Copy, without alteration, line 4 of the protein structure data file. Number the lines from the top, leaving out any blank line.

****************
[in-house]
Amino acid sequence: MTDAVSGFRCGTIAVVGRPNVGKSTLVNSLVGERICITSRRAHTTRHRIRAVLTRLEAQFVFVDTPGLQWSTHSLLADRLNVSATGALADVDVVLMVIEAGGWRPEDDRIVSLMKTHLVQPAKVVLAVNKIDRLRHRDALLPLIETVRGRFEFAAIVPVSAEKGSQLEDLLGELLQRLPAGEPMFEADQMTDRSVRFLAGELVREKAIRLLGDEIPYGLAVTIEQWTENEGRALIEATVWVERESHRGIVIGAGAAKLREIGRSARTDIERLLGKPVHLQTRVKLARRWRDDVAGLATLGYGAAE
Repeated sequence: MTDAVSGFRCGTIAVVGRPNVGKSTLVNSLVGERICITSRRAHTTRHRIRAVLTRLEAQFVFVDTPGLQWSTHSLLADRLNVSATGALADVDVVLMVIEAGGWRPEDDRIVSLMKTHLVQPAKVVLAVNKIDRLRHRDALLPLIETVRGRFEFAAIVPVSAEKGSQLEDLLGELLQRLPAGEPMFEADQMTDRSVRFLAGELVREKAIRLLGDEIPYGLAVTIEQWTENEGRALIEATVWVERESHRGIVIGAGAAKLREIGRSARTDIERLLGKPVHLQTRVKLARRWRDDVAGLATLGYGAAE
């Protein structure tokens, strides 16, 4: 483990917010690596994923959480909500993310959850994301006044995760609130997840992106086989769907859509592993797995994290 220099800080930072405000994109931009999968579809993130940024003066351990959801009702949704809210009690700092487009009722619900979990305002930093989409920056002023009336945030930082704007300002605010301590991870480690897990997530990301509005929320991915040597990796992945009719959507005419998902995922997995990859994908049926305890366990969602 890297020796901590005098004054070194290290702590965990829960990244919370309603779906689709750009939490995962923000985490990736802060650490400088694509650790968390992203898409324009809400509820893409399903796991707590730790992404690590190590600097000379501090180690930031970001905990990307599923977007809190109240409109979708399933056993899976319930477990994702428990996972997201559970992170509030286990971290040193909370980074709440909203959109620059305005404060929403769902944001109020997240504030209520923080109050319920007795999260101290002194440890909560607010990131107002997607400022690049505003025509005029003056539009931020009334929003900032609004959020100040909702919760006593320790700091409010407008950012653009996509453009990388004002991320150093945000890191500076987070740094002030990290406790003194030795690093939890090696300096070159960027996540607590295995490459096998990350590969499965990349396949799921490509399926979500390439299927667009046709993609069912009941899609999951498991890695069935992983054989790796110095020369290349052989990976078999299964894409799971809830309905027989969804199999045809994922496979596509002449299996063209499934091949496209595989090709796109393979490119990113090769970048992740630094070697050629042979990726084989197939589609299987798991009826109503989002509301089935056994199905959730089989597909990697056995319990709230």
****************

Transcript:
């Protein structure tokens, strides 16, 4: 483990917010690596994923959480909500993310959850994301006044995760609130997840992106086989769907859509592993797995994290 220099800080930072405000994109931009999968579809993130940024003066351990959801009702949704809210009690700092487009009722619900979990305002930093989409920056002023009336945030930082704007300002605010301590991870480690897990997530990301509005929320991915040597990796992945009719959507005419998902995922997995990859994908049926305890366990969602 890297020796901590005098004054070194290290702590965990829960990244919370309603779906689709750009939490995962923000985490990736802060650490400088694509650790968390992203898409324009809400509820893409399903796991707590730790992404690590190590600097000379501090180690930031970001905990990307599923977007809190109240409109979708399933056993899976319930477990994702428990996972997201559970992170509030286990971290040193909370980074709440909203959109620059305005404060929403769902944001109020997240504030209520923080109050319920007795999260101290002194440890909560607010990131107002997607400022690049505003025509005029003056539009931020009334929003900032609004959020100040909702919760006593320790700091409010407008950012653009996509453009990388004002991320150093945000890191500076987070740094002030990290406790003194030795690093939890090696300096070159960027996540607590295995490459096998990350590969499965990349396949799921490509399926979500390439299927667009046709993609069912009941899609999951498991890695069935992983054989790796110095020369290349052989990976078999299964894409799971809830309905027989969804199999045809994922496979596509002449299996063209499934091949496209595989090709796109393979490119990113090769970048992740630094070697050629042979990726084989197939589609299987798991009826109503989002509301089935056994199905959730089989597909990697056995319990709230």